In 1999, the CEO of Sun Microsystems said, “You have zero privacy… Get over it”. In 2010, Mark Zuckerberg said that privacy was dead. I think Zuckerberg must feel a sense of irony with what he’s experienced this year over privacy and the transport of Facebook users’ information to Cambridge Analytica. I think it’s fair to say that this season, privacy has been a hot-button topic.
I’m not certain where things will ultimately end-up, and there’s a good likelihood that, in fact, privacy as we knew it’s finished. In actuality, I think that may already be the case, but there is a distinct tension between sharing and privacy. We continue to share, willingly, our information on social networking platforms and browsers, such as Google, continue to track us all over the net.
And, despite the General Data Protection Regulation, which was set into law in Europe, but affects American companies and nonprofits also, you’ve probably noticed by now that corporate lawyers have already figured out how to get about it. Mostly, you agree to tracking, or whatever else they’ve clarified in their Terms of Service, or else you won’t be able to use the programs that will offer you the news, permit you to shop or entertain yourself.
The dirty little secret in the nonprofit sector is that many nonprofits have donor information, including that of volunteers and fans, but they haven’t taken the necessary actions to ensure that information isn’t stolen. They also don’t take the time to notify people about how their data is used, which is something which everyone with a site on the internet should do. Nonprofits have information such as names, addresses, emails, birthdates, credit cards, social security numbers (especially those organizations which have volunteers who undergo background checks), telephone numbers, etc.. It doesn’t take a genius to see how this information can be utilised in ways that are not appropriate.
In fact, a colleague of mine who worked in the nonprofit sector as a fundraising consultant told me not too long ago when she has raised the dilemma of privacy, many nonprofit leaders have said to her they were unaware that donor privacy is such a priority to donors. They’ve expressed their support for transparent public privacy policies but have had no idea that they should have terms of support or donor privacy policies which are easily accessible on their sites, for example, that explain what they do with data. Candidly, I don’t know how that can even be a credible idea in today’s world.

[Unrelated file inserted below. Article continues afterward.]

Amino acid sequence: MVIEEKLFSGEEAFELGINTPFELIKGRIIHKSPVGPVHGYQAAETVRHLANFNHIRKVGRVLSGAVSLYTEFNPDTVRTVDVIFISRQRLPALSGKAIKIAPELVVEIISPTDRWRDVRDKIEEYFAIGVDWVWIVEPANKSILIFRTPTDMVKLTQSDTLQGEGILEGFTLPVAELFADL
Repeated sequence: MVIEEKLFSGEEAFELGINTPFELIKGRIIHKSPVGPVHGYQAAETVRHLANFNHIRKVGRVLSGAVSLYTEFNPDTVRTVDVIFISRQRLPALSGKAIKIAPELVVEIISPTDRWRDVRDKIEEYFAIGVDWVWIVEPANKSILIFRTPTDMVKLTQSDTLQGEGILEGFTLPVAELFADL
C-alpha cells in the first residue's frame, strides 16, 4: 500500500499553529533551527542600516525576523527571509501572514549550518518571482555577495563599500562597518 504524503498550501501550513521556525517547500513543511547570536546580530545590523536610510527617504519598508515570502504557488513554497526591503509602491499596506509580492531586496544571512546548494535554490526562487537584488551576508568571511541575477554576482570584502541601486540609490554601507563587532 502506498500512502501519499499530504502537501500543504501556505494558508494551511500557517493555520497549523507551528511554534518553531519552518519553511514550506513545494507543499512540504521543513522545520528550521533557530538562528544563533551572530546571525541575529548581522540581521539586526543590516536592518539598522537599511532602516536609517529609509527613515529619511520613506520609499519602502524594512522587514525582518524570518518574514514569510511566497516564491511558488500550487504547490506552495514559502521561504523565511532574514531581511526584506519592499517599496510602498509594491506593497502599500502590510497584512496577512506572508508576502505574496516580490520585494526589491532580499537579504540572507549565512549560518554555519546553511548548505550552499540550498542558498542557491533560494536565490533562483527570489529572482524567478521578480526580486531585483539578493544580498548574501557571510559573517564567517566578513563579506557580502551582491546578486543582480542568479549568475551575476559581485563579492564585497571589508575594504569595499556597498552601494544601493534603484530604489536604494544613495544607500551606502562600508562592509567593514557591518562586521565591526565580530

Most donors ought to know or understand that when they’re giving their information to a nonprofit, there is a likelihood that their name and information is sold. Some nonprofits do so as a matter or revenue because they earn money for the titles and data that they market to brokers. If you work at one of the many organizations which sell donor data to agents, as a point of ethics and ethics, you should clearly state that information for donors in your donor policy information.
Furthermore, in recent years, criminals have picked up on the fact that nonprofits can be a wealth of information and it can be reasonably simple for them to crack the”safe” open. And, to make matters even more concerning for nonprofit donors is that there have been cases when donor information has been criminally compromised, and it has been decided not to make the information public for fear of causing donations to dry up.
Nonprofits occupy a special position in our society, and it often comes with tax-exempt status, mostly, because of the work they do in improving the lives of individuals in a community. Because of this, nonprofits must provide a few minimum standards of advice to be certain they are working with integrity and ethics when they accept donor and volunteer information.
They can remind people who input their identifying information into their sites to remember to delete the web”cookies,” which are files stored on a person’s computer, which link back to the website visited. Clearing this information will eliminate any remnants of names, addresses, credit card info, etc. from the net.
Publish “Terms of Service.” Take a look at samples from leading charitable organizations.